Films and shows featuring racism and discrimination will face clearer BBFC rules


TV and film classifications in the UK are set to change to address the use of racism and other forms of discrimination on-screen.

The British Board of Film Classification (BBFC), which makes decisions on which age rating films and TV shows get, commissioned research into the issue and worked with those who have been directly impacted by discrimination.

As part of its research, the BBFC found that parents are worried that children could imitate discriminatory behaviour or language they see, and use ratings to make informed viewing choices.

It also found that some parents wanted to talk to their children about the discrimination, and that BBFC ratings and information would help them do that.

In the report, the BBFC says it will now have a tighter position on use of the n-word in film and TV, while also placing educational value on its use in documentaries.

It will also signal when discrimination is used in films or shows, and continue to consider the likelihood of children copying those behaviours as part of its ratings decision-making.

Lord Kamlesh Patel, vice president of the BBFC, said: “Movements dedicated to raising awareness and combatting discrimination and racism have gained important traction in the last two years.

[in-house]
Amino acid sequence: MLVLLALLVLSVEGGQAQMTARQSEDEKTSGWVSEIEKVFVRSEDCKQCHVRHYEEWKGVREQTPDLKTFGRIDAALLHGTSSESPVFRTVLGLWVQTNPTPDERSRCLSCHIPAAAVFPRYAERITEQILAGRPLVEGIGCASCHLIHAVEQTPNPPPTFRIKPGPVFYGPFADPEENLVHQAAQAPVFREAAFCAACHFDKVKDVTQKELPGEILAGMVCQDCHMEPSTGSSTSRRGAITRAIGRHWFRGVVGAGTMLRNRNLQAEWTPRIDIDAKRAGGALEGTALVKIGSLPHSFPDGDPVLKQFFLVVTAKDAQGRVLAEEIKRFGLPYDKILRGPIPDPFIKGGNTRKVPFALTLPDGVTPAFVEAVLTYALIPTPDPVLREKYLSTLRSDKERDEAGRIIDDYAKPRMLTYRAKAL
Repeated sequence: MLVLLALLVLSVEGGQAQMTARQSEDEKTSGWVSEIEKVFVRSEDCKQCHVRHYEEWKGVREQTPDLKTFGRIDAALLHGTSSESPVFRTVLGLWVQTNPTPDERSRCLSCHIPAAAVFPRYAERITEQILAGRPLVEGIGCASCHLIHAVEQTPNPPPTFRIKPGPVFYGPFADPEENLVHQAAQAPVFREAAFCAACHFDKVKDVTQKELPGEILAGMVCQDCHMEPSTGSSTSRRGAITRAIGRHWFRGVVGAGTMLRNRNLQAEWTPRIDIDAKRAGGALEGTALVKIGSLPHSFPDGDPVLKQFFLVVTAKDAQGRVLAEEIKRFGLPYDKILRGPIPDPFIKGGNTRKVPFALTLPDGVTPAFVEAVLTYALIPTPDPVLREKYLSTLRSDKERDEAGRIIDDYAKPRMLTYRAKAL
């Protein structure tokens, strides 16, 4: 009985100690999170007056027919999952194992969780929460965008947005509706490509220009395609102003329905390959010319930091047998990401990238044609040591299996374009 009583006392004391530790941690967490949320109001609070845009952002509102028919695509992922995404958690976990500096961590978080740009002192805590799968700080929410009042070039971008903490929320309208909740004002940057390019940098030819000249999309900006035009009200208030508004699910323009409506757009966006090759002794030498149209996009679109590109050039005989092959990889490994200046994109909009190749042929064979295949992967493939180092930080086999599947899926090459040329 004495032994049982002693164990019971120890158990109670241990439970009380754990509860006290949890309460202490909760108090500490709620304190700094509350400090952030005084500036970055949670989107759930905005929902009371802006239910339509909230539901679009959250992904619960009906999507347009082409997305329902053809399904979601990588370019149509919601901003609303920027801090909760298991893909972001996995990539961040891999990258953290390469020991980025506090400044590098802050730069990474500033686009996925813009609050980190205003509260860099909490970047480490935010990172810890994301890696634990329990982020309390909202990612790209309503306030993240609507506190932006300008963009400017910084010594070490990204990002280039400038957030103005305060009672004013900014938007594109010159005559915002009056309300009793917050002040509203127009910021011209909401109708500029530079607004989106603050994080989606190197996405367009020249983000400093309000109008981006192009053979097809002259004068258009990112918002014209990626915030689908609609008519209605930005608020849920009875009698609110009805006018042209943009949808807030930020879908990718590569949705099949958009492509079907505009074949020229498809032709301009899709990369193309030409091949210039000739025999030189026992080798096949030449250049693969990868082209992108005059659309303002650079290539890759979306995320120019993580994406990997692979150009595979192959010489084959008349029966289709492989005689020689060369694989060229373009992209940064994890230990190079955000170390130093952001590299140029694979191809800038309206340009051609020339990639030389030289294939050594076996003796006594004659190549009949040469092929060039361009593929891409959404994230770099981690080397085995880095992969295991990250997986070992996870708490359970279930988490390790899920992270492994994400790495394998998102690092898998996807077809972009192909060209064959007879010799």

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“In response, we wanted to see how this has impacted the views of people in the UK and, particularly, to hear from and listen to those who have been directly impacted by discrimination and racism as their voices are important.

“We recognise that our role isn’t just about protecting children from harmful content, it’s about helping parents who might want to use depictions of discrimination and racism as a potential teaching moment.”

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David Austin, chief executive of the BBFC, added: “Violent and threatening behaviour, or use of particularly offensive language, will always aggravate an instance of discriminatory or racist behaviour.

“However, clear condemnation, sympathy with the victims, or a documentary or historical setting can all work to help frame the sequence and potentially give the content educational value for younger viewers.”

Minister for Creative Industries, Julia Lopez, said: “I’m delighted to see the BBFC taking a strong stance on classifying racism and discrimination in eligible film and TV shows. This important work will help the public, and parents in particular, make more informed choices about what their children watch.”

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